A real-time single molecule approach to understand how DNA repair proteins locate and remove damage

Lead Research Organisation: University of Essex
Department Name: Biological Sciences


From microbes to man DNA repair is crucial to the continuance of life. Each cell in the human body accumulates over 10000 sites of DNA damage every day, therefore efficient and rapid repair is essential. Defects in DNA repair result in cell death or continual proliferation, leading to premature ageing or tumour formation respectively. Repair is mediated by proteins; each one performs a small task in a sequence that eventually leads to lesion repair. To date we do not fully understand the physical basis of how these proteins find damage or come together as functional units. In this project we aim to follow the process of nucleotide excision repair (NER) in a model bacterial system. This simpler system involves the interplay of just three dedicated enzymes instead of up to thirty in humans. We will use recent advances in imaging such as fast sensitive cameras, bright fluorescent tags and powerful computers to directly visualise how and when these protein machines operate; this is discussed in more detail below. Our research offers important insights into how proteins find their targets on DNA, form complexes and permits direct visualisation of the mechanistic sequence underlying a protein cascade. It is anticipated that this research will benefit other scientists by introducing new techniques that could be used to investigate a number of other processes and may also impact the design of new anti-bacterial drugs. To study DNA repair we visualise the process one molecule at a time. Normally, systems are studied as 'ensembles' consisting of thousands of billions of protein molecules. By visualising single molecules we are able to extract information much more accurately about both the order and timing of the process being studied. To make it possible to see a single molecule we attach fluorescent beacons called a quantum dots to our proteins. These tagged proteins can then be followed using a state-of-the-art microscope based imaging technique. However to follow the proteins one more important aspect needs to be considered. When DNA is visualised it is not a long stretched out fibre, instead DNA is bundled, making it impossible to follow the behaviour of a single tagged protein. To overcome this we have developed a unique approach: we suspend the DNA between large beads attached to a microscope slide to create 'DNA tightropes'. These tightropes allow us to introduce tagged proteins and watch how they behave on DNA. Since the repair system uses multiple protein machines to carry out its work, we have tagged the proteins with different colours to distinguish them. DNA repair proteins face the enormous 'needle in a haystack' challenge of finding one damage site amongst a vast excess (millions to one) of undamaged DNA. Using our tightrope technology we will watch how they do this, and at the same time make precise measurements to provide us with a physical understanding of this process. Do the proteins slide along the DNA? Detach and reattach elsewhere? Or both? We will also be able to address long held questions in the field such as how many proteins form a complex? And what role ATP, the cellular energy currency, plays? We will also damage the strung up DNA tightropes and attach a quantum dot beacon to the damage site thus providing us with its location. Then we will introduce all three proteins together and, in real time, we will directly observe how they work together to repair the DNA. In this proposal we present a large amount of data to demonstrate the success of the above outlined approach, which uses technology that is at the leading edge of the field and is unique to our laboratory. The system we are developing here will offer a new insight into DNA repair and also provide enabling technology to offer a new way of understanding how many other protein systems interact with DNA.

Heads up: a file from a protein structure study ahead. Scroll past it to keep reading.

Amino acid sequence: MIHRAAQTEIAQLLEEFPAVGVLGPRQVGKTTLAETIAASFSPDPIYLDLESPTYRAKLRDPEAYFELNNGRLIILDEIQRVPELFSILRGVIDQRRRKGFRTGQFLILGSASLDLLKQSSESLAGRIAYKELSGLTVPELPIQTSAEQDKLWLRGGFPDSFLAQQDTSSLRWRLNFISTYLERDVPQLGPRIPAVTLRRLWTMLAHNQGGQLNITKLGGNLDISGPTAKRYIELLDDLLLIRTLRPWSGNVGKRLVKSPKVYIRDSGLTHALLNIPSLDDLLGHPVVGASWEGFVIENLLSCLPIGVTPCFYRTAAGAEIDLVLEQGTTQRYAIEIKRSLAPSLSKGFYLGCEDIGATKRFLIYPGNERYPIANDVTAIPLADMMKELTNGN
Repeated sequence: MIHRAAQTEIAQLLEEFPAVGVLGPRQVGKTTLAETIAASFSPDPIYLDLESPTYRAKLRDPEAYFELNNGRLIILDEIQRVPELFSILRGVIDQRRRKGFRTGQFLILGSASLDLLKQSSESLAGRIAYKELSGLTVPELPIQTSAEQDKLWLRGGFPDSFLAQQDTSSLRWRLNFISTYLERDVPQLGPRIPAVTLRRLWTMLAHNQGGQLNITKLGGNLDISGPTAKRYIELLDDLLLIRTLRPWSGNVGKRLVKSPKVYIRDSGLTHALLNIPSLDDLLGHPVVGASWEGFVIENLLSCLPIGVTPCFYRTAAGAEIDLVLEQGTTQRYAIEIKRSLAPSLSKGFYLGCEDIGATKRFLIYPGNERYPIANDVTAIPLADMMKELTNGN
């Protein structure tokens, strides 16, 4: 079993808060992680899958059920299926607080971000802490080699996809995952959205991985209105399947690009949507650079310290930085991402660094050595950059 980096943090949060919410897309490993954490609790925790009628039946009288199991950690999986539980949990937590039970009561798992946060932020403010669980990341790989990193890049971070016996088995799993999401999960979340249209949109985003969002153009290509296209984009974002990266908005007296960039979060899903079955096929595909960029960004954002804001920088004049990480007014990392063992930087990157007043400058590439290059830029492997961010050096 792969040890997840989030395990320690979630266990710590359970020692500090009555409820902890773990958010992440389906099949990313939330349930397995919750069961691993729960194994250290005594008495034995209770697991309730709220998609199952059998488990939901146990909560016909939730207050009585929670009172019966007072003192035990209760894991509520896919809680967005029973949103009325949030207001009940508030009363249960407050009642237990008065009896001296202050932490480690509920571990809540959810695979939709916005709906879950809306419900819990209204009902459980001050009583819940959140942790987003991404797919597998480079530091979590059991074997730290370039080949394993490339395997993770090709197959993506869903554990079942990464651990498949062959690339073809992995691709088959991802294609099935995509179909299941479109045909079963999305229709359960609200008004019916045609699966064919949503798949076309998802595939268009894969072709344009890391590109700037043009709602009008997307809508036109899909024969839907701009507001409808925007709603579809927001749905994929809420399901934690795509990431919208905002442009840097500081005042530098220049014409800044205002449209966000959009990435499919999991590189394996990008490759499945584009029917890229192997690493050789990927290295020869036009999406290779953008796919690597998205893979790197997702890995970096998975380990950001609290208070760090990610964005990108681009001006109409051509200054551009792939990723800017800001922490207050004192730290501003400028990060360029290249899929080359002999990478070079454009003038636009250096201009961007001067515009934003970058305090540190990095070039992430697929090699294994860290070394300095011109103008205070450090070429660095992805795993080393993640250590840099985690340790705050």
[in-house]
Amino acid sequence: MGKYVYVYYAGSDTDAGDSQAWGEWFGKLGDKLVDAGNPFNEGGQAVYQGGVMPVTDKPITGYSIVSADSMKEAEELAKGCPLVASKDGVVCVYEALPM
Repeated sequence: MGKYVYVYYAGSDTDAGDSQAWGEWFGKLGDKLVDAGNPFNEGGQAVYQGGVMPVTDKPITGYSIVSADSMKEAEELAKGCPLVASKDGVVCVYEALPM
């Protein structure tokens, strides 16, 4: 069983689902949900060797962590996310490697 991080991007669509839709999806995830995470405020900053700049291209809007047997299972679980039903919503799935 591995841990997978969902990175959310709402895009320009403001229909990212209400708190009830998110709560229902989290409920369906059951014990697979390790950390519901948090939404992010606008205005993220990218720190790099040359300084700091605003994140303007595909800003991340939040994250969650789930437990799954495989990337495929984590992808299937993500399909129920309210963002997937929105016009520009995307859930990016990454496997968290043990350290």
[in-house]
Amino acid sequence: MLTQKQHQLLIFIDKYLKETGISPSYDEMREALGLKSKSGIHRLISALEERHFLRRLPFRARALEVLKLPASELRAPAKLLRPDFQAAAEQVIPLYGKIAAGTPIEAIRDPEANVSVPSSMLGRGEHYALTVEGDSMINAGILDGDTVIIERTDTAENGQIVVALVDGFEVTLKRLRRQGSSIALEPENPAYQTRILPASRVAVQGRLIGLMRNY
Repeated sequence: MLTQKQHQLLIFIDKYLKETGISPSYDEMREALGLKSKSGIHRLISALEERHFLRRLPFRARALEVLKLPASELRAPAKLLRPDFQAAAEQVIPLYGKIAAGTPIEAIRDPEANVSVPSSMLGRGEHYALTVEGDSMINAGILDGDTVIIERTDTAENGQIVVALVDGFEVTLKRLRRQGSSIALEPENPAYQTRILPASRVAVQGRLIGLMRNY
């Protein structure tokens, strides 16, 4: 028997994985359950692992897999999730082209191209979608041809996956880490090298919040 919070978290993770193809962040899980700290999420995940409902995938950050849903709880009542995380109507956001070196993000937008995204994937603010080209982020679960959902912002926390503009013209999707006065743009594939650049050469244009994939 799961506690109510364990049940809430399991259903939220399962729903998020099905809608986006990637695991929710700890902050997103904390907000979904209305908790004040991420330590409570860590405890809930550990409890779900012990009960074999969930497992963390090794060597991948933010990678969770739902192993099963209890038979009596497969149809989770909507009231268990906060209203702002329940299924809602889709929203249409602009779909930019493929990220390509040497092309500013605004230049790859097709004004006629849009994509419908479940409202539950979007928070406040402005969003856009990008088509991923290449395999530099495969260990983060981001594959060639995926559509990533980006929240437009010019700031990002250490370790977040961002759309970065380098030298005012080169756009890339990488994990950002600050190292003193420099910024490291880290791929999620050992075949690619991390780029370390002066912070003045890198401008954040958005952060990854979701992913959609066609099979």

Technical Summary

We aim to directly visualize the process of prokaryotic nucleotide excision DNA repair (NER) in real-time, using state-of-the-art single molecule imaging methods. Prokaryotic NER is comprised of three dedicated enzymes UvrA, UvrB and UvrC which repair a variety of DNA lesions. We have already tagged the first two enzymes with quantum dots (Qdots) to provide long-lived, bright fluorescent markers, and as part of this proposal we intend to label the third. Also, we have already observed that UvrB reduces the dimensionality of UvrA's lesion search, contrary to the current thinking. This was achieved by employing a new approach where single repair proteins are microscopically imaged as they bind to elevated DNA strands known as tightropes. In this proposal we aim to understand the process of lesion search in more detail and also the role of UvrC. By differentially colour labelling our proteins we can assess how many proteins comprise a functional UvrABC complex. Both the oligomeric and functional properties of the complexes may be affected by the presence of ATP. Therefore we will systematically study the effect of various ATP concentrations on complex mobility and interaction with the DNA. Additionally, we aim to introduce targeted DNA damage that will enable us to directly observe changes in behaviour of the Uvr system, addressing many questions including: Does damage trigger complex breakdown? Recruit enzymes? Finally, to precisely determine the physical nature of the search process we will use a high-speed dark-field microscope to directly measure whether the proteins hop or slide along the DNA in search for their targets. The NER system is ideal for this important observation, due to the slow diffusion rate of the UvrAB search complex. Our ultimate goal is, for the first time, to label the repair proteins and directly observe them working in concert to process the targeted damage in real time.

Planned Impact